Yulia Karra
April 14

On April 1, Mohammed Reza Zahedi, a top commander in the Quds Force of the Iranian Revolutionary Guards Corps (IRGC), was assassinated in Damascus, Syria. He was the most senior interlocutor for Tehran with Hezbollah, and was allegedly involved in the planning of the October 7 attacks.

Iran claimed that Israel was behind the assassination and vowed to take revenge. Israel was put on high alert, and intelligence services assessed that Iran would retaliate from its soil, rather than via proxies, in what would be the first direct attack on Israel.

The intelligence services even said, quoting an Iranian official, the retaliation would include a “hive” of cruise and ballistic missiles, as well as “suicide” drones.

I knew all of that was coming. Yet, when at 10:30pm yesterday evening the Israeli news channels began reporting that Iran had indeed launched 350 missiles and drones from its soil towards Israel, it felt surreal.

A ‘historic’ attack

“This is historic, the first direct Iranian attack on Israel,” said one of the experts in the news studio. 

Unlike rockets from Gaza, which I am well used to as a resident of southern Israel, the missiles and drones from Iran take hours to reach Israel. Naturally, sleep went out of the window. 

I sat in front of the TV, watching the news channels report on the progression of the missiles, some of which were being intercepted by US, UK and Jordanian forces.  

Finally, an update came that the projectiles were “expected” in the Israeli airspace around 2am, and they were aimed at “military” targets.

“Our viewers have nothing to worry about, they can go to sleep,” said another expert at the news studio. 

At around 2am rocket alert sirens began sounding in Beersheva, where I live, despite it being a residential city and not a military target. 

My building doesn’t have a bomb shelter, so my safe space is a staircase, which the Home Front Command deems suitable for attacks from Gaza. 

Israelis wake up to missile damage in Katzrin in the Golan Heights, after last night’s Iranian missile attack. Photo by Michael Giladi/Flash90
Israelis wake up to missile damage in Katzrin in the Golan Heights, after last night’s Iranian missile attack. Photo by Michael Giladi/Flash90

Outside of my building, there is the  neighborhood’s bomb shelter. Normally, I never go there because there is simply no time. Rockets from Gaza get to Beersheva within a minute. This time, however, I decided to run to the bomb shelter outside. 

I saw my neighbor on my way. “Are you going to the bomb shelter, too?” I asked her. “Yes, it’s preferable, we don’t know what’s coming,” she said.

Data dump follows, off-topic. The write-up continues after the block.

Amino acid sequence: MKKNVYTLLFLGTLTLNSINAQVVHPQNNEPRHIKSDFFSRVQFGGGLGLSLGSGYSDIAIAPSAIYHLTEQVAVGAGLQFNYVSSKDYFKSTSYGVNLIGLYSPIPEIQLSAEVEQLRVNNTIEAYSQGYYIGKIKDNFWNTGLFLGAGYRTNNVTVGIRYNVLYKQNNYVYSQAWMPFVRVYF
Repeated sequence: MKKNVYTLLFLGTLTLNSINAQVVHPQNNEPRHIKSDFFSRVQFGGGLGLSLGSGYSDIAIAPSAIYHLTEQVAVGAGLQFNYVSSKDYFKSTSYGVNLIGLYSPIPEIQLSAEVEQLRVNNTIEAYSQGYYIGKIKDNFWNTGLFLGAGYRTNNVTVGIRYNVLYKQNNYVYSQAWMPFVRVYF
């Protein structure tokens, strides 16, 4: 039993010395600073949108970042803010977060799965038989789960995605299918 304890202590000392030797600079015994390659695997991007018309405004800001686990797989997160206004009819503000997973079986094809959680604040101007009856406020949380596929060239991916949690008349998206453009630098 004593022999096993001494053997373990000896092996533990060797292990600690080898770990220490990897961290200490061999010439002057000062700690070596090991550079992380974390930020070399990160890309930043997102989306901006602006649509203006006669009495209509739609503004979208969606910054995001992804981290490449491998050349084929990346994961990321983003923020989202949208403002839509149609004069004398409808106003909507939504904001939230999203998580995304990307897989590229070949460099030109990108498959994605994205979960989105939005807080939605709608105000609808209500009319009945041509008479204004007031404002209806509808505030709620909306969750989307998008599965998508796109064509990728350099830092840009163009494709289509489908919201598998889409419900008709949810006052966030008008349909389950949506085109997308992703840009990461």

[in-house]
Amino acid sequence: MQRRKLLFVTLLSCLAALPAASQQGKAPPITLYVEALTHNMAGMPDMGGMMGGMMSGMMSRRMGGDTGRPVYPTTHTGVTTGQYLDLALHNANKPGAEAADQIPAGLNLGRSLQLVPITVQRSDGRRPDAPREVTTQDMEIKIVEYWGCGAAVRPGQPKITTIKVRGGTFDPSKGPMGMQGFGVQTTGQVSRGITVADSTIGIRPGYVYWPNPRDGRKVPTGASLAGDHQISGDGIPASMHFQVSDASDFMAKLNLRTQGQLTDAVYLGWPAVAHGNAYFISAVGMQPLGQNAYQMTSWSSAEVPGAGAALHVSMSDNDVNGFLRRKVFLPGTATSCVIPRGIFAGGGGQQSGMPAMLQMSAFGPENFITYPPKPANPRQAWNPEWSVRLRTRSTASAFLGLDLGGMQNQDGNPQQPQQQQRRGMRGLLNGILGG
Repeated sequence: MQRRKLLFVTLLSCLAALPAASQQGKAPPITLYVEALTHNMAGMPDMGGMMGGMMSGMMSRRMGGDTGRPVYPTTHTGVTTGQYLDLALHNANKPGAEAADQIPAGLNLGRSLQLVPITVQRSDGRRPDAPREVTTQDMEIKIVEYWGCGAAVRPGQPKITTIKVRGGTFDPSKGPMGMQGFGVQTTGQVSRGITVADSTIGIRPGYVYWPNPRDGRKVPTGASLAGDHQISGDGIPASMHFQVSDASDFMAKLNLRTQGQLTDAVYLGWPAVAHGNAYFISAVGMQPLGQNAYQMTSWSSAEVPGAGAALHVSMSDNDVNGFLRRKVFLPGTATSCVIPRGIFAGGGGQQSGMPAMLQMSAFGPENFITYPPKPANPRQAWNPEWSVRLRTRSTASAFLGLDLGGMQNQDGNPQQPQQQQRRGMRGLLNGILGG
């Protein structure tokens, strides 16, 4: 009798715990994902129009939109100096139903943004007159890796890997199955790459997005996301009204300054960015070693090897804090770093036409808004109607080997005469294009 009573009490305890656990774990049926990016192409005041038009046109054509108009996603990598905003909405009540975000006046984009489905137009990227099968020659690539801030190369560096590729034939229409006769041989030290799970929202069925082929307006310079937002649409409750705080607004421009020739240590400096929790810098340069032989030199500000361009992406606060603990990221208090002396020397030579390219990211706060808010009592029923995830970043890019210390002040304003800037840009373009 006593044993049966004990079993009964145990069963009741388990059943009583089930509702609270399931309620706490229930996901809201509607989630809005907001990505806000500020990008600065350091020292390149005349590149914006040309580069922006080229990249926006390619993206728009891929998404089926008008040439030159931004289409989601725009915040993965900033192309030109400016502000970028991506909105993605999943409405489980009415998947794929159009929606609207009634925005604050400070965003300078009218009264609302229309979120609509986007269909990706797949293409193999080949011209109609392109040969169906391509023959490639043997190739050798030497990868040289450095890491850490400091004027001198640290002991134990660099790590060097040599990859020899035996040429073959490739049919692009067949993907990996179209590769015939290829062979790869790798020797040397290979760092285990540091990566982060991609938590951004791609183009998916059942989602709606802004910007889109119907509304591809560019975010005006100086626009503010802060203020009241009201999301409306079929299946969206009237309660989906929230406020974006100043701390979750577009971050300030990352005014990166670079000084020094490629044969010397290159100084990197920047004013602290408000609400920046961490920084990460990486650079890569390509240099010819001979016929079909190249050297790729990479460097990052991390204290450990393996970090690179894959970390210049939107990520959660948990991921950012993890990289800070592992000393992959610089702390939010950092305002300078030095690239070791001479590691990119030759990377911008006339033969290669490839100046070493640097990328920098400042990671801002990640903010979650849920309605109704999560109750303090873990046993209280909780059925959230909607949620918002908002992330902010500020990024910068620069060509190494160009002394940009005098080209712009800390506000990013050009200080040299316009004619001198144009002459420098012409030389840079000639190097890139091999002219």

Once there, I was surprised that it was somewhat clean and even had a working toilet. There were mostly young people there, many in pajamas. I assume for the older folks, having to run somewhere in the middle of the night is too big of a task. 

No one was hysterical or visibly scared. Everyone was just confused, including a dog of one of the tenants that kept sniffing every corner. The dog only made me worried about my two cats I had left in the apartment. 

“I really need to move to an apartment with a built-in bomb shelter so I can take my cats with me,” I thought to myself. 

Sirens and giant blasts

The sirens, meanwhile, kept wailing and wailing. Interrupted only by giant blasts. This went on for half an hour. Everyone was scrambling to open news apps and understand what was happening, but there was no cell signal. 

Finally, after waiting inside for some time, people started to move from the depth of the bomb shelter towards the surface. Mostly to get a signal, rather than leave. 

I saw one guy call a 24/7 pizza place and place an order at 3am, having just survived an Iranian missile attack. To my surprise, the pizza place was open, and took his order as if this was an ordinary event.

As I was making my way back to the apartment, the adrenalin I was operating on subsided. I was overwhelmed with fear, my legs were trembling and my whole body was aching. 

Is this the start of a broader war with Iran? Are there going to be more attacks? Will normal life ever return to the citizens of Israel that have been living in a state of war for the past six months?

I rushed to watch the news update, hoping to get some sort of clarity. 

“Israel intercepted 100 ballistic missiles,” said a reporter on Channel 12, adding that one person was wounded in the barrage. A seven-year-old Arab Bedouin girl called Amina, was severely hurt by one of the Iranian missiles when it fell on her village in the Negev desert. 

“This is the largest barrage of ballistic missiles in history,” said the reporter. “Even in Ukraine there was never an event when 100 ballistic missiles were launched in one go,” he added, saying that 99 percent of the missiles and drones had been intercepted. 

I guess we can count it as another world record being broken by Israel. What a time to be alive. 

More on Life

Fighting for Israel's truth

We cover what makes life in Israel so special — it's people. A non-profit organization, ISRAEL21c's team of journalists are committed to telling stories that humanize Israelis and show their positive impact on our world. You can bring these stories to life by making a donation of $6/month. 

Jason Harris

Jason Harris

Executive Director

More on Beersheva